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Psychology (1,899)
PSY311H5 (63)
Chapter 3

Chapter 3 - Biological Foundations: Roots in Neurons and Genes

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Department
Psychology
Course
PSY311H5
Professor
Stuart Kamenetsky
Semester
Spring

Description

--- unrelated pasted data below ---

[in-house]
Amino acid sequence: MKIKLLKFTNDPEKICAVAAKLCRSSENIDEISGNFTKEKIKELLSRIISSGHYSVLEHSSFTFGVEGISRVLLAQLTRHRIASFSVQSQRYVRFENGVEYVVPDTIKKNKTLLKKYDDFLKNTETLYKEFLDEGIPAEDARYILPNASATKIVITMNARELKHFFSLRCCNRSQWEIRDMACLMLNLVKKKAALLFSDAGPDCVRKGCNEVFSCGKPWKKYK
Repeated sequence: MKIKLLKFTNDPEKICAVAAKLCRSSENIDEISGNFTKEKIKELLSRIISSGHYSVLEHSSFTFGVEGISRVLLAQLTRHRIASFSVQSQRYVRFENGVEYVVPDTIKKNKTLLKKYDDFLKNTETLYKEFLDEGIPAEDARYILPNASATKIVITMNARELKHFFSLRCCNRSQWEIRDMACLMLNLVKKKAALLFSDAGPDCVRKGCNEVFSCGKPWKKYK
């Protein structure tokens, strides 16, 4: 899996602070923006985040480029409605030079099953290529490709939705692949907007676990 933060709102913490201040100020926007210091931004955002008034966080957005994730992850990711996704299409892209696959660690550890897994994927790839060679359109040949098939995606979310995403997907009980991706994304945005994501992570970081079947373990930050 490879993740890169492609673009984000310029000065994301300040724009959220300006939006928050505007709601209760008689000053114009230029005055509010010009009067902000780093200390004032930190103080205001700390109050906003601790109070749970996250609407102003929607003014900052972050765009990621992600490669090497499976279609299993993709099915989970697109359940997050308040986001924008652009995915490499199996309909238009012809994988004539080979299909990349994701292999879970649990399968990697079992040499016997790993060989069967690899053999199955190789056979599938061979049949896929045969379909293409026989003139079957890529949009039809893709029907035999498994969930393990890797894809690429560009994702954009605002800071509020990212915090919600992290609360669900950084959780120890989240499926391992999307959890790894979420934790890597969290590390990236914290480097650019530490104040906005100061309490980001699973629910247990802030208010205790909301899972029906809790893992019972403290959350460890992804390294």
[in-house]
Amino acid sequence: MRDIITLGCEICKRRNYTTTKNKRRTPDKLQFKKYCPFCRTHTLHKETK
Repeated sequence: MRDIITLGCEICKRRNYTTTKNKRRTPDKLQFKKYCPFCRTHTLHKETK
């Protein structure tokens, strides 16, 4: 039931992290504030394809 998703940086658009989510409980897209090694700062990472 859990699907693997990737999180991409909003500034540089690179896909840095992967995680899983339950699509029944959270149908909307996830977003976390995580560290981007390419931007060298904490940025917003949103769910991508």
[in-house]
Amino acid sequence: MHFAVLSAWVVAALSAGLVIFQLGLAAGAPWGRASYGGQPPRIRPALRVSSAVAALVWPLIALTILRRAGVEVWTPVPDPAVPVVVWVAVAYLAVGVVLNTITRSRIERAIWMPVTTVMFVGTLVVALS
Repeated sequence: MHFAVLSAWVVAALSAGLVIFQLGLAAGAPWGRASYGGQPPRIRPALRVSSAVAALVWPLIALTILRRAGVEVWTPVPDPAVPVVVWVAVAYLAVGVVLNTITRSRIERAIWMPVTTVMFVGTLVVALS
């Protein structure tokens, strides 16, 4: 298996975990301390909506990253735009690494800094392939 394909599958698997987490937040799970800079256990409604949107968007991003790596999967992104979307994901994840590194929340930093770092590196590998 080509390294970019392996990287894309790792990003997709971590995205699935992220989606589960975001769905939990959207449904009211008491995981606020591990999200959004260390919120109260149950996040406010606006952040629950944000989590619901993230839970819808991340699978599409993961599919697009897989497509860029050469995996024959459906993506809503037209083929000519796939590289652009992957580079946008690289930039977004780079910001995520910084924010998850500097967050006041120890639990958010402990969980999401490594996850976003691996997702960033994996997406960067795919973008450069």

NotesFromReadingCHAPTER3BIOLOGICALFOUNDATIONSROOTSINNEURONSANDGENESPGS6596Biological Preparedness for Social InteractionHow Are Babies PreparedFrom Biological Rhythms to Social Rhythms A babys behaviour follows biological rhythms which they soon learn to control and regulate Babies who acquire biological regulatory skills over the first 3 months of life are able to interact with their mothers in synchronous way When infants are born 610 weeks prematurely biological rhythms such as the sleepwake cycle have not fully developedVisual Preparation for Social Interaction Infants are attracted to visual social stimuli They stare longest at objects that have larger visible elements movements clear contours and a lot of contrast elements that exist on the human facehairlines chins dark lips light skinBy 3 months infants can identify a face as a unique whole They look longer and show more brain activity in response to faces than objects and in response to their mothers face rather than a strangersAuditory Preparedness for Social InteractionA babys auditory system is well developed even before birth Babies can even remember a story they have heard before they were born Fetuses can distinguish sounds and rhythms and may even be biologically programmed to respond to the sound of human voicesBabies especially like a voice that is high in pitch with exaggerated pitch contours Infantdirected speech increases with increases in maternal oxytocin levels which suggests that this speech is part of a broader pattern of hormonally based caregiving behaviours designed to attract the infants attentionInfants also respond to speakers emotional tones responding positively to warm and inviting utterances and negatively to angry and prohibitory ones Early auditory skills and preferences thus have functional significance for social developmentSmell Taste and Touch Newborns can discriminate among different odours tastes and prefer those that adults find pleasant They cry less open their eyes and try to suck when they smell their mothers breast and they prefer the odour of their mothers milk to that of another motherInfants develop preferences for the food flavours consumed by their mothers One benefit of breastfeeding is that it provides the opportunity for the infant to become familiar with the flavours of the foods favoured by the mother her family and her cultureThe sense of touch is one of the first senses to develop Infants are able to discriminate among objects using only their sense of touch It is likely that infants come to recognize their mothers and fathers by their skin textures and touches as well as the appearance of their facial featuresBeyond Faces and Voices Primed to be a Social Partner By 2 to 3 months of age infants are enjoying facetoface play with their parents They show more positive facial expression vocalize more and exhibit less distress in these interactions than when they play with toys Parents model positive emotional expressions and encourage the infant to do the sameAttunement A pattern of mutual engagement between caregiver and infant by which the caregiver maintains attention and responds warmly to the infants signalsInfants who are exposed prenatally to cocaine have difficulty managing facetoface interactions and are more passive and withdrawn and express more negative affect Mothers who are depressed also have difficulty and react negatively to infantsWhy Are Babies PreparedInfants are prepared by evolution to expect certain types of environments and to process some types of information more readily and efficiently than othersThis preparedness is adaptive and useful for ensuring the survival of the human infant and more generally the speciesDevelopment depends on being born into and reared in a speciestypical environment that supports adaptive behaviours such as the ability to send receive and understand social messages
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